“Eating for two” is a common expression regarding pregnancy, but what about ”beating for two”? When you’re pregnant, your heart is working extra hard to support an additional life. For some women, that extra work puts significant strain on their heart; in fact, developing heart problems during pregnancy is surprisingly common.
In this video, San Diego Health host Susan Taylor talks with Poulina Uddin, MD, a cardiologist at Scripps Clinic and Sean Daneshmand, MD, an OB-GYN at Scripps Clinic, about pregnancy and heart problems that can affect both mom and baby.
Because your heart is working for more than one person during pregnancy, it must support a lot of extra blood volume. The result is increased stress, pressure and demand to pump blood, which can lead to hypertension or high blood pressure during pregnancy.
High blood pressure is a problem that many people have whether they’re pregnant or not. If a woman has high blood pressure before she becomes pregnant, her heart is already working harder to deliver blood to the body, and pregnancy increases that workload. When high blood pressure develops during pregnancy, it may be a sign not only of increased blood volume but also of inflammation, which can cause the vessels to either narrow or expand and affect the mother’s blood pressure.
Blood pressure that is very high and not controlled can lead to preeclampsia, a condition where blood pressures rise on top of pre-existing elevated blood pressures. This, in turn, can cause fetal growth restriction, meaning the baby is not developing well in the uterus.
“Remember the baby is basically surviving based on what mom does. So all the nutrients and oxygen are being exchanged between baby and mom via the placenta,” says Dr. Daneshmand, who is medical director of the Scripps Perinatology Program for women with high-risk pregnancies. “Any time you have elevation of the blood pressure, it causes something we call uteroplacental insufficiency, or reduced exchange between mom and baby.”
Severe preeclampsia may lead to premature delivery of the baby. Depending on the severity and when the mother is diagnosed with preeclampsia and the severity of her condition, the baby may be delivered at 37 weeks, which is three weeks prior to their due date, or within 24 to 48 hours after their diagnosis.
Ideally, doctors want to treat high blood pressure before pregnancy, especially if the woman has other risk factors, such as being 35 or older (known as advanced maternal age), having a family history of heart problems, or having diabetes.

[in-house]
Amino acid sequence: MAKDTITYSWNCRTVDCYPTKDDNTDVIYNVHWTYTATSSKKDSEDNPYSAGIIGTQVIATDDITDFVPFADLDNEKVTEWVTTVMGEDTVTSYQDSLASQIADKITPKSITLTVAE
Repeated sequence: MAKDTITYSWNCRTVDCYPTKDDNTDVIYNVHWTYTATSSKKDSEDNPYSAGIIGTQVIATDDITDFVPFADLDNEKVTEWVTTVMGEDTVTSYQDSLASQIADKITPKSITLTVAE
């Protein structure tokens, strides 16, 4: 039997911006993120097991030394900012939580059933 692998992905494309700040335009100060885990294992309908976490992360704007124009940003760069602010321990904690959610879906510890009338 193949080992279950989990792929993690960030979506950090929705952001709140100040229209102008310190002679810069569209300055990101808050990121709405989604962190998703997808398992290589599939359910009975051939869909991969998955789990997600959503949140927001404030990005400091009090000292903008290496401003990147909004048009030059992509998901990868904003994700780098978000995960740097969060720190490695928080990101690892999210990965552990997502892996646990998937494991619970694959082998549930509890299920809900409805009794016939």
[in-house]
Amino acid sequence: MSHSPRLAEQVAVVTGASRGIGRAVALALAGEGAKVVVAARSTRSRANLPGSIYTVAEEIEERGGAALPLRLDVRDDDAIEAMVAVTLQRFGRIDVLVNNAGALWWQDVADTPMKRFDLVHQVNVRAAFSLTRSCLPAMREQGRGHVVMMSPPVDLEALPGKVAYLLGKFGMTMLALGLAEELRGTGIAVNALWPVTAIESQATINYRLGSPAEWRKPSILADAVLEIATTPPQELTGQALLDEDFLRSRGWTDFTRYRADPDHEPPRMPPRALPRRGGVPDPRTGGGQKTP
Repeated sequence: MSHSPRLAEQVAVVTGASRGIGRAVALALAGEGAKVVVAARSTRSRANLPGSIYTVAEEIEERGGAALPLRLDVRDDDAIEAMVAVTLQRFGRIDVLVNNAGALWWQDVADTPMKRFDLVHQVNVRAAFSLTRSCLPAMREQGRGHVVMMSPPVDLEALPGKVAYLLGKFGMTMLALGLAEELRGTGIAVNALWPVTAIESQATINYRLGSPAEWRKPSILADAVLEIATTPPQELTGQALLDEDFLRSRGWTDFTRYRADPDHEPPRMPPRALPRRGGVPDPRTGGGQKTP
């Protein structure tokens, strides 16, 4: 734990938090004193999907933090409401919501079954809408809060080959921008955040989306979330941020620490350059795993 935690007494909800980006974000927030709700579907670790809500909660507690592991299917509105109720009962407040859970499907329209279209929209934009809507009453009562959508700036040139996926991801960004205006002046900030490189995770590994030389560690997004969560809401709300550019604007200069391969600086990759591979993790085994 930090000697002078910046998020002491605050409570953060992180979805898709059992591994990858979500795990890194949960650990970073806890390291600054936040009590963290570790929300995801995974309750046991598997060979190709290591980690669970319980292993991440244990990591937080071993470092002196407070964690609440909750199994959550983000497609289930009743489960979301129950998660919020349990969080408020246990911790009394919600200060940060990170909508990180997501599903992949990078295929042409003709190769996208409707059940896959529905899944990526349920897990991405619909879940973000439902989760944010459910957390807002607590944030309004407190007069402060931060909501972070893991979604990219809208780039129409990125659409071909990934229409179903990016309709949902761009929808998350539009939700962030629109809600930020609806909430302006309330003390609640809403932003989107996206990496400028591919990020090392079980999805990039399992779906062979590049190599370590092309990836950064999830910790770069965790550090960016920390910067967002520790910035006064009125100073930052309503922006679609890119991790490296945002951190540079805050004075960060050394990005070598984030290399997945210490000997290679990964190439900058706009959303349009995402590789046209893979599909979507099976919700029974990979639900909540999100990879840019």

“There are things that we can do naturally to lower blood pressure, such as weight loss, exercise, avoiding certain types of foods,” says Dr. Uddin. “Some people end up needing blood pressure medications. Some are safe to use in pregnancy, others are not, so that’s certainly something we want to address.”
Congenital heart defects are heart problems that are present at birth, such as a valve that doesn’t close properly or a hole in the heart.
“Congenital heart disease could mean a number of things. Some are important and need surgical correction, and others you just monitor and they don’t necessarily harm the mom or the baby,” says Dr. Uddin. “But we do know that there is a slight increased risk of passing a heart defect along to the baby, so these women also need extra care and maybe even a scan of the baby’s heart while they’re pregnant to identify possible defects early.”
“The most important thing you can do is to make sure you see your provider to talk about your medical history, your surgical history, your family history, the medications you use in order to optimize your health prior to getting pregnant,” says Dr. Daneshmand.
This is especially true if you have high blood pressure, diabetes or other chronic conditions that may raise your risk of complications during pregnancy.
The Scripps Pregnancy Heart Program is a collaboration between Scripps obstetricians, maternal fetal medicine and cardiology to provide comprehensive, compassionate cardiac care for women and their babies before, during and after pregnancy through a multidisciplinary, team-based approach.
“We are very keen on continuing to follow these high-risk women after they are no longer pregnant,” says Dr. Uddin. “We’re happy to take care of these women at any stage in the game, whether it’s pre-pregnancy, during pregnancy, and certainly postpartum and long-term follow up.”